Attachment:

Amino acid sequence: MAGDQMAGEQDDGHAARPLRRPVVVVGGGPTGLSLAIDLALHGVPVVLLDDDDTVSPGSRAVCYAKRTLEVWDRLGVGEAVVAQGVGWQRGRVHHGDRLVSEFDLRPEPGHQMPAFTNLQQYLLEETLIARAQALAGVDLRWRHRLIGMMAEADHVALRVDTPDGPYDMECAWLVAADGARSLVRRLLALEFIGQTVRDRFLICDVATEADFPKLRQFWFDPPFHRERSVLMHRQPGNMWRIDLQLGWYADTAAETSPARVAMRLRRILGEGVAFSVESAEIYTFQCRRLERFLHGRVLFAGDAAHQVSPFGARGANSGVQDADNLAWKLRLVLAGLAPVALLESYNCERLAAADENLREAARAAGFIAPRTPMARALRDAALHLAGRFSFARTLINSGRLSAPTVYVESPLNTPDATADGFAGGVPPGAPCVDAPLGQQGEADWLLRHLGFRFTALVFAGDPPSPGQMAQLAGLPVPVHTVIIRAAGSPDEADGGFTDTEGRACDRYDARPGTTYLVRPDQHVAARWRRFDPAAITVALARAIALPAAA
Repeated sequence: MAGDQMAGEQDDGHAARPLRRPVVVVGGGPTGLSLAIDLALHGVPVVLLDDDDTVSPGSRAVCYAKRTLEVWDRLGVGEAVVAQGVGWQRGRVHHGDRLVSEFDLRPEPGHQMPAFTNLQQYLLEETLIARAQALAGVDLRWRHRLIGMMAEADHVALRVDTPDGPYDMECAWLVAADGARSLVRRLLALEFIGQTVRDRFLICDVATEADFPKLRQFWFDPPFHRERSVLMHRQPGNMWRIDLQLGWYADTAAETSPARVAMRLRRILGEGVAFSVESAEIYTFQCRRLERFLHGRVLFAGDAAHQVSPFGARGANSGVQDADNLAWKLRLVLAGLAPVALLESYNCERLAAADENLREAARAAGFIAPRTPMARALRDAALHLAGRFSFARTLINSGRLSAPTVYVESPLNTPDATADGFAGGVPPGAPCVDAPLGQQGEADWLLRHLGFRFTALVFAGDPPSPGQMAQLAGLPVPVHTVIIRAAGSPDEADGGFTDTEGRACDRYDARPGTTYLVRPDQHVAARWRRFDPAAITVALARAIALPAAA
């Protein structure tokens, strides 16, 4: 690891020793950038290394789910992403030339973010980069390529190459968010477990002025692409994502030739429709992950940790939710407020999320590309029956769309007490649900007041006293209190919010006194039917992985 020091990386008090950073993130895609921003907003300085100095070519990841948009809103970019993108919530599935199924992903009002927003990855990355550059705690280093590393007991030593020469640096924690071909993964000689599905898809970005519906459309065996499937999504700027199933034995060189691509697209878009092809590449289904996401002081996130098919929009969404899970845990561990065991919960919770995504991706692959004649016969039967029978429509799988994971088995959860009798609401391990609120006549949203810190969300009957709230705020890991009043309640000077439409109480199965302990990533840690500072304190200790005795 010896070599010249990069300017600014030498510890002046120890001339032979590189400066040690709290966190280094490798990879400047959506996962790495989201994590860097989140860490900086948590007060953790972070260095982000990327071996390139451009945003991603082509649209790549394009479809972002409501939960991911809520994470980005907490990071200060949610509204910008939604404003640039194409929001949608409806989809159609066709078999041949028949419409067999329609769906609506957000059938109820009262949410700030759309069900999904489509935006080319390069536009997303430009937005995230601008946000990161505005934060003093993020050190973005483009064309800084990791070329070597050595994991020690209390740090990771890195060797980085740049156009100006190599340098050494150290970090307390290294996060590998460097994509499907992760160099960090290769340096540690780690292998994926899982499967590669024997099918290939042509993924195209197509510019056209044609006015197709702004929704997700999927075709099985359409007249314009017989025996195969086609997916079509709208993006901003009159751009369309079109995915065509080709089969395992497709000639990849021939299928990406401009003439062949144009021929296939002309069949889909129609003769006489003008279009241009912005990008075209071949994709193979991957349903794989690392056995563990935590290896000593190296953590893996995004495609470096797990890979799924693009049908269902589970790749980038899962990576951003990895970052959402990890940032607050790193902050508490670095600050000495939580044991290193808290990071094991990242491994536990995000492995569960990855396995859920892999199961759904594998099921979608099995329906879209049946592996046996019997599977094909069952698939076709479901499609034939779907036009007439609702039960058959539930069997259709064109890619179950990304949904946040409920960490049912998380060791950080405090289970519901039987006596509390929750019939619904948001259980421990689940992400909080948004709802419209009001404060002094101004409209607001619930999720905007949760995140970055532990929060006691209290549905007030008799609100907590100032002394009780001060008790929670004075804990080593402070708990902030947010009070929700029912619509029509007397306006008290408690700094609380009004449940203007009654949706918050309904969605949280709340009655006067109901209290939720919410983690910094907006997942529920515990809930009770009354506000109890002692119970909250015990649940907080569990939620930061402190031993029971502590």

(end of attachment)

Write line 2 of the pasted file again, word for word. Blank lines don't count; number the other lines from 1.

Repeated sequence: MAGDQMAGEQDDGHAARPLRRPVVVVGGGPTGLSLAIDLALHGVPVVLLDDDDTVSPGSRAVCYAKRTLEVWDRLGVGEAVVAQGVGWQRGRVHHGDRLVSEFDLRPEPGHQMPAFTNLQQYLLEETLIARAQALAGVDLRWRHRLIGMMAEADHVALRVDTPDGPYDMECAWLVAADGARSLVRRLLALEFIGQTVRDRFLICDVATEADFPKLRQFWFDPPFHRERSVLMHRQPGNMWRIDLQLGWYADTAAETSPARVAMRLRRILGEGVAFSVESAEIYTFQCRRLERFLHGRVLFAGDAAHQVSPFGARGANSGVQDADNLAWKLRLVLAGLAPVALLESYNCERLAAADENLREAARAAGFIAPRTPMARALRDAALHLAGRFSFARTLINSGRLSAPTVYVESPLNTPDATADGFAGGVPPGAPCVDAPLGQQGEADWLLRHLGFRFTALVFAGDPPSPGQMAQLAGLPVPVHTVIIRAAGSPDEADGGFTDTEGRACDRYDARPGTTYLVRPDQHVAARWRRFDPAAITVALARAIALPAAA